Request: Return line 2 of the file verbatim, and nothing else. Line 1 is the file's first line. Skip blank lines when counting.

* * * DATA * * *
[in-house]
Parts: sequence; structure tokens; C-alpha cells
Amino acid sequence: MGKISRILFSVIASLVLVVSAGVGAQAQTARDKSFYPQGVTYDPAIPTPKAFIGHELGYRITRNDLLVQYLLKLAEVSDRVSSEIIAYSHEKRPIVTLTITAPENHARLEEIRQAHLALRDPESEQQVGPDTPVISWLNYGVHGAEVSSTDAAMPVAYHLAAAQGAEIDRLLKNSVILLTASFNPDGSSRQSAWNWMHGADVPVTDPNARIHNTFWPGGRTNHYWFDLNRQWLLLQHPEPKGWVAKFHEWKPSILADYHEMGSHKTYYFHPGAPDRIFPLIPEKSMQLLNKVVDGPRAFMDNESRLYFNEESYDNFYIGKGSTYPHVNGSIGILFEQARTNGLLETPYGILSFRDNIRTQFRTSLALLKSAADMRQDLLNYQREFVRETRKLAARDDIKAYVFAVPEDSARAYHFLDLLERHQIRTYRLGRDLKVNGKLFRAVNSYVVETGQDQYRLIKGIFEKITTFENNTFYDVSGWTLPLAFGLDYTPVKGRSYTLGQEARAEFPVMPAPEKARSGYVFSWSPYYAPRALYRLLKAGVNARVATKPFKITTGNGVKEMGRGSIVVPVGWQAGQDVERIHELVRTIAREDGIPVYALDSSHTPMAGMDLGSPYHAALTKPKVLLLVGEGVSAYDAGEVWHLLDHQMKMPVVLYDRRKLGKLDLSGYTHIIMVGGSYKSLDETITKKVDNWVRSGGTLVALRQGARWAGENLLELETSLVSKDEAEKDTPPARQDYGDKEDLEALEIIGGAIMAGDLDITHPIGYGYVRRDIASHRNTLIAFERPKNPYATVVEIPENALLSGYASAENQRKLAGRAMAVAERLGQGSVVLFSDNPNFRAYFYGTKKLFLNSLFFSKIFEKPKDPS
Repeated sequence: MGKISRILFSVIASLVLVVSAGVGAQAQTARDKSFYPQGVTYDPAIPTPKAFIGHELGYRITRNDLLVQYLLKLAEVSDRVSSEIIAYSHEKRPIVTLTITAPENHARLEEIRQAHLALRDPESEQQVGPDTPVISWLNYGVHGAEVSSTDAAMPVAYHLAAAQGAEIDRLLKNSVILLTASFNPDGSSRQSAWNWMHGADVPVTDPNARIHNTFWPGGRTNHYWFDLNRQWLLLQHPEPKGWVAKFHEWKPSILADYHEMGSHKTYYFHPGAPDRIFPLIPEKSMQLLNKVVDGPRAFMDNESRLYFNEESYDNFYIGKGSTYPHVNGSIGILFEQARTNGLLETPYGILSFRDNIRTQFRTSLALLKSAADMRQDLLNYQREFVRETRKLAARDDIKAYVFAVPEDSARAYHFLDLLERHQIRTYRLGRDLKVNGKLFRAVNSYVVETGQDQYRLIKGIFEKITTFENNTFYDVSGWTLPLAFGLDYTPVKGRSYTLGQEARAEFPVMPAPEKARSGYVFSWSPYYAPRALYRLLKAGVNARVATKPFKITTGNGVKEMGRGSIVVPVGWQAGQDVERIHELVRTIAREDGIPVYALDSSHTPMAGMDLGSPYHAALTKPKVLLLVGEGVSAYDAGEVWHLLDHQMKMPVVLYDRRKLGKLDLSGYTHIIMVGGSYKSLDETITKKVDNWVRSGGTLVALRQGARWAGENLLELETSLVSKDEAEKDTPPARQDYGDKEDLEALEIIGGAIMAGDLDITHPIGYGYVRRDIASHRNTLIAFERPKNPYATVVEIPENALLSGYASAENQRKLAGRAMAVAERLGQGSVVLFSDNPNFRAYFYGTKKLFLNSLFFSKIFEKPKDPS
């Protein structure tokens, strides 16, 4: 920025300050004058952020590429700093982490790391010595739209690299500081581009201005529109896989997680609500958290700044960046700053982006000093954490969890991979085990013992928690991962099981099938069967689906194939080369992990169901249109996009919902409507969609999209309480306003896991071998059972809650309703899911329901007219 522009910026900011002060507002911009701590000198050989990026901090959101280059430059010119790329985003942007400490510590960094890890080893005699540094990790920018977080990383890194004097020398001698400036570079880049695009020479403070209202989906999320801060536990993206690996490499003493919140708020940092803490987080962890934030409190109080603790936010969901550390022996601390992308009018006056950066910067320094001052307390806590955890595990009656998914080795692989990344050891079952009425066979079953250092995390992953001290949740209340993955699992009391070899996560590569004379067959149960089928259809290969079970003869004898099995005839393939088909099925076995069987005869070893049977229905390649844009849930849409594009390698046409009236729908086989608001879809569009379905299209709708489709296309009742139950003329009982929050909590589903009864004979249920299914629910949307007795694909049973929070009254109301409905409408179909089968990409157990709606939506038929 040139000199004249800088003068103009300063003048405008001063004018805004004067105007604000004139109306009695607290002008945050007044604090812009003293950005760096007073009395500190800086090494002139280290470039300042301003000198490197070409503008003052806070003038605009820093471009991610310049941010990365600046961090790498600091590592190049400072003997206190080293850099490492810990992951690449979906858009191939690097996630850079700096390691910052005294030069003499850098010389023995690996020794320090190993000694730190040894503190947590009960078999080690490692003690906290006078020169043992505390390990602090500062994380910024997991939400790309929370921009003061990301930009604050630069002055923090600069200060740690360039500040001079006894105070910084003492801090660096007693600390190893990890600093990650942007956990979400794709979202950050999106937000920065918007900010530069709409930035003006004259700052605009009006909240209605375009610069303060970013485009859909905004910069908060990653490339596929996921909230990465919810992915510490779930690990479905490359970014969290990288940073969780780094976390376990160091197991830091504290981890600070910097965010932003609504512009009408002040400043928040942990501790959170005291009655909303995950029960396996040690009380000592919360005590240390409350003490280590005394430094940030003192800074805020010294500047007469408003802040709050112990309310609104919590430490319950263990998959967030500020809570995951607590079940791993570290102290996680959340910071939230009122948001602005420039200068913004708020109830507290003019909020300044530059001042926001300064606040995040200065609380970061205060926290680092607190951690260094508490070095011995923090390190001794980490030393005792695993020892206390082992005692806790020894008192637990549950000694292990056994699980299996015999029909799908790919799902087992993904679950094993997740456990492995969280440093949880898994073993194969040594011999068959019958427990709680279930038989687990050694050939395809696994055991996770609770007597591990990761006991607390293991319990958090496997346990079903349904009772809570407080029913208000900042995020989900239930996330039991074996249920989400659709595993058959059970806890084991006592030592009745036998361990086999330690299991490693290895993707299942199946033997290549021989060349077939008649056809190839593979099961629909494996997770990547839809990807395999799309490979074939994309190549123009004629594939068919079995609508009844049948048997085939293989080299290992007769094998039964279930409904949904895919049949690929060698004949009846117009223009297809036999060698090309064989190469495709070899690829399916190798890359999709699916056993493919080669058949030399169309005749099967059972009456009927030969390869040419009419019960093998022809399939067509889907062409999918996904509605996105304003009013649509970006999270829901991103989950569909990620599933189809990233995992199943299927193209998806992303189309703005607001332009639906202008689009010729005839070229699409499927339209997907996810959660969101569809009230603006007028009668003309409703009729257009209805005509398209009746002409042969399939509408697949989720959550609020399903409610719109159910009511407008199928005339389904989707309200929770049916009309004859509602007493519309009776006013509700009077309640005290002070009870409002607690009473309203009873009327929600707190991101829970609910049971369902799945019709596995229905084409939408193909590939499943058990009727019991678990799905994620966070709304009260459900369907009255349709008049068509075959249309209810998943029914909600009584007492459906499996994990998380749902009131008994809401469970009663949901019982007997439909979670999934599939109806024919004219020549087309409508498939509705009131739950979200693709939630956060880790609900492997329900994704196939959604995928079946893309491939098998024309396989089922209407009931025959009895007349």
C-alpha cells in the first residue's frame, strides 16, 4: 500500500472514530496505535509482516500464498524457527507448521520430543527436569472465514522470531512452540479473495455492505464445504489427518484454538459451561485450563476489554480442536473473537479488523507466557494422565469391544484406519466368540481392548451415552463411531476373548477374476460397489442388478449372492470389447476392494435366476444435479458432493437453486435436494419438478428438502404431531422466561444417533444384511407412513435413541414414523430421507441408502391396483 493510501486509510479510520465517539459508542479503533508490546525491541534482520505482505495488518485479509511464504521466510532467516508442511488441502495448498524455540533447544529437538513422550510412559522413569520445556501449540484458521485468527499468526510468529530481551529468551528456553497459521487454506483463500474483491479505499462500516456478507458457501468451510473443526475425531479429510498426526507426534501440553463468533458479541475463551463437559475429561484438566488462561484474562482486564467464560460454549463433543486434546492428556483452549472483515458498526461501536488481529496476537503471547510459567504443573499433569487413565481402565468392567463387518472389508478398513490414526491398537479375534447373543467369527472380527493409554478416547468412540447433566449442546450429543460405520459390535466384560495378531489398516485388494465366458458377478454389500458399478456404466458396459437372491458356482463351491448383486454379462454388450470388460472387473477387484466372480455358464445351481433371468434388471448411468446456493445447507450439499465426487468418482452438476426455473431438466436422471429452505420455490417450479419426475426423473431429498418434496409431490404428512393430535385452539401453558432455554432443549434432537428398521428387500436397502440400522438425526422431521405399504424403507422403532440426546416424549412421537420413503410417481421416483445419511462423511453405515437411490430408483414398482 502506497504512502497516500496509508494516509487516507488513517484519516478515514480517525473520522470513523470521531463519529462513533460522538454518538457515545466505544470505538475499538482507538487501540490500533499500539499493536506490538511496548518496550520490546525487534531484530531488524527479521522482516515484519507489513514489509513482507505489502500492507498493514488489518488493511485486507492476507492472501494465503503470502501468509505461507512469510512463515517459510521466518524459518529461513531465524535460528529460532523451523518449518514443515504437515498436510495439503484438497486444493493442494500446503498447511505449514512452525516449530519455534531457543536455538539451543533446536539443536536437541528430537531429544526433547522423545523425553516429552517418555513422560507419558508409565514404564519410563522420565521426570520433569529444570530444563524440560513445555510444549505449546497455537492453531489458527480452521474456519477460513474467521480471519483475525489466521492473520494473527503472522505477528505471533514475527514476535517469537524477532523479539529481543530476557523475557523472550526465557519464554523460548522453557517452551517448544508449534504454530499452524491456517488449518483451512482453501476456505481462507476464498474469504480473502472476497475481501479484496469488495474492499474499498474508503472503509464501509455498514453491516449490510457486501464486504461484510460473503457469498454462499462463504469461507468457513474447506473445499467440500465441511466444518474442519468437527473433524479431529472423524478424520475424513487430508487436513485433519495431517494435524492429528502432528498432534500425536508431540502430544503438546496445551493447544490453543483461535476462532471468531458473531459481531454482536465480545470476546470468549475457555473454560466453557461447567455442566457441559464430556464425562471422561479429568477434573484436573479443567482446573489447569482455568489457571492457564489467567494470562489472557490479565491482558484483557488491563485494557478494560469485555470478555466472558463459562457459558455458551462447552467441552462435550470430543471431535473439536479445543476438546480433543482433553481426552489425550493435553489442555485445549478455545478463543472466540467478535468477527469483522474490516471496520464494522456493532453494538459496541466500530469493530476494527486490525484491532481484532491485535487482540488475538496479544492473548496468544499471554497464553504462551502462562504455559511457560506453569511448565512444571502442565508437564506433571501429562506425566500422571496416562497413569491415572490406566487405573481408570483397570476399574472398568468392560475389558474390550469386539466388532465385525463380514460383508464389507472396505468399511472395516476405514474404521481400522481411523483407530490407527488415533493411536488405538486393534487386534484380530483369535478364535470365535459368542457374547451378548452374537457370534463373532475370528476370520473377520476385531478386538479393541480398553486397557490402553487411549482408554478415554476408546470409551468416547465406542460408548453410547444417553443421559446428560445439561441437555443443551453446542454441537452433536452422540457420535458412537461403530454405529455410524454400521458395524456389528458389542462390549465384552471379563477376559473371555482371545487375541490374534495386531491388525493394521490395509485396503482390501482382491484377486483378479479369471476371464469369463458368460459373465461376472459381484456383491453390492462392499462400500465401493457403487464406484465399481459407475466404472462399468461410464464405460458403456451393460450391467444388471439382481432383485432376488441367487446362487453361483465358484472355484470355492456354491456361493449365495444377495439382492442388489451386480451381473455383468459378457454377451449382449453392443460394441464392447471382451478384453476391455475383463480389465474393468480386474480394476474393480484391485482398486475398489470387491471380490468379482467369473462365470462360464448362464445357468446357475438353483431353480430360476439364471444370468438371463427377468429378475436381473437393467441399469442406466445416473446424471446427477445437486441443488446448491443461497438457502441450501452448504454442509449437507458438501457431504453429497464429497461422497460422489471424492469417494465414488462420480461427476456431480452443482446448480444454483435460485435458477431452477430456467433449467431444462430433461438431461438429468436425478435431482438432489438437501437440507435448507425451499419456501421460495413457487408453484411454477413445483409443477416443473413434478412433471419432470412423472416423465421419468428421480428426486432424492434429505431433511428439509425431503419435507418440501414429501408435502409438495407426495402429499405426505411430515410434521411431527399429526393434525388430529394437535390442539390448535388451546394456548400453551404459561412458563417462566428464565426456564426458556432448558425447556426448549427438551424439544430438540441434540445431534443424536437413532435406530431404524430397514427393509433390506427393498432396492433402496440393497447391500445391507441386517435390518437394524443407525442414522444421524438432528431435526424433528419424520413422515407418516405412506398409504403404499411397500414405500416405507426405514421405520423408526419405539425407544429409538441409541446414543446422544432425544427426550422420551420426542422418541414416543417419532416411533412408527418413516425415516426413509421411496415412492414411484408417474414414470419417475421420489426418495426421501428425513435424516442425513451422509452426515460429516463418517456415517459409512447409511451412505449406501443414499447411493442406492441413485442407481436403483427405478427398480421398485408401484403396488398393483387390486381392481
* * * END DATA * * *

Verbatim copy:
Parts: sequence; structure tokens; C-alpha cells